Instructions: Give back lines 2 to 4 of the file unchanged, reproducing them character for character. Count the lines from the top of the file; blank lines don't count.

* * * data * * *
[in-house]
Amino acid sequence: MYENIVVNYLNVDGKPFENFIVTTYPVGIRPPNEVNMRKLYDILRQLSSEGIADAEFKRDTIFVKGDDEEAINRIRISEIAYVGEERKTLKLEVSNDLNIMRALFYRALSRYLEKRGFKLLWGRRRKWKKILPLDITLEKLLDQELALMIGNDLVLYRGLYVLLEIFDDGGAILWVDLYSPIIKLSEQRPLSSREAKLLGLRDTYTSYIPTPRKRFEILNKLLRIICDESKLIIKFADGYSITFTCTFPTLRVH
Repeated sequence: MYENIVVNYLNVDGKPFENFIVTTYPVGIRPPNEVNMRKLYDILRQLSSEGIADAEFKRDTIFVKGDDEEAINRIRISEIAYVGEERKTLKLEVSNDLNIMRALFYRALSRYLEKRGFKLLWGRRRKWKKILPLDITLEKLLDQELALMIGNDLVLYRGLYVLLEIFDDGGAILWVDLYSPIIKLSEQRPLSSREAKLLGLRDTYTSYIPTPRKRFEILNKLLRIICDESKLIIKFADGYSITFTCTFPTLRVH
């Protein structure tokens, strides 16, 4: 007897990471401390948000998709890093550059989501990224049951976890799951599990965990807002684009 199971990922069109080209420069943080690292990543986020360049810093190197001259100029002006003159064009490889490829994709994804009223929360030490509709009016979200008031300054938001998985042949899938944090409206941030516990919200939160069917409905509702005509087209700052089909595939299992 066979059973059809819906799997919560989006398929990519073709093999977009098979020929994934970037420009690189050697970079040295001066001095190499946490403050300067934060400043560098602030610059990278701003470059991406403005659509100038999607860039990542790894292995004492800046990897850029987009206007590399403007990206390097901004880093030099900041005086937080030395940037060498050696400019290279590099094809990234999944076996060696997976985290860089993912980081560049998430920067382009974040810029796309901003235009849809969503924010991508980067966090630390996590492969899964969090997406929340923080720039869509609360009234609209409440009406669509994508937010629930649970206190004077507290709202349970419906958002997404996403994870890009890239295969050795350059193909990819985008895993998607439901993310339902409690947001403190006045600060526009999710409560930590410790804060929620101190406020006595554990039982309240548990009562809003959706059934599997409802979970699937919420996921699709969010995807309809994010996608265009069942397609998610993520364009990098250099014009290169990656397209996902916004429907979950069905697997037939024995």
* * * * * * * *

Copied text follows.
Amino acid sequence: MYENIVVNYLNVDGKPFENFIVTTYPVGIRPPNEVNMRKLYDILRQLSSEGIADAEFKRDTIFVKGDDEEAINRIRISEIAYVGEERKTLKLEVSNDLNIMRALFYRALSRYLEKRGFKLLWGRRRKWKKILPLDITLEKLLDQELALMIGNDLVLYRGLYVLLEIFDDGGAILWVDLYSPIIKLSEQRPLSSREAKLLGLRDTYTSYIPTPRKRFEILNKLLRIICDESKLIIKFADGYSITFTCTFPTLRVH
Repeated sequence: MYENIVVNYLNVDGKPFENFIVTTYPVGIRPPNEVNMRKLYDILRQLSSEGIADAEFKRDTIFVKGDDEEAINRIRISEIAYVGEERKTLKLEVSNDLNIMRALFYRALSRYLEKRGFKLLWGRRRKWKKILPLDITLEKLLDQELALMIGNDLVLYRGLYVLLEIFDDGGAILWVDLYSPIIKLSEQRPLSSREAKLLGLRDTYTSYIPTPRKRFEILNKLLRIICDESKLIIKFADGYSITFTCTFPTLRVH
């Protein structure tokens, strides 16, 4: 007897990471401390948000998709890093550059989501990224049951976890799951599990965990807002684009 199971990922069109080209420069943080690292990543986020360049810093190197001259100029002006003159064009490889490829994709994804009223929360030490509709009016979200008031300054938001998985042949899938944090409206941030516990919200939160069917409905509702005509087209700052089909595939299992 066979059973059809819906799997919560989006398929990519073709093999977009098979020929994934970037420009690189050697970079040295001066001095190499946490403050300067934060400043560098602030610059990278701003470059991406403005659509100038999607860039990542790894292995004492800046990897850029987009206007590399403007990206390097901004880093030099900041005086937080030395940037060498050696400019290279590099094809990234999944076996060696997976985290860089993912980081560049998430920067382009974040810029796309901003235009849809969503924010991508980067966090630390996590492969899964969090997406929340923080720039869509609360009234609209409440009406669509994508937010629930649970206190004077507290709202349970419906958002997404996403994870890009890239295969050795350059193909990819985008895993998607439901993310339902409690947001403190006045600060526009999710409560930590410790804060929620101190406020006595554990039982309240548990009562809003959706059934599997409802979970699937919420996921699709969010995807309809994010996608265009069942397609998610993520364009990098250099014009290169990656397209996902916004429907979950069905697997037939024995």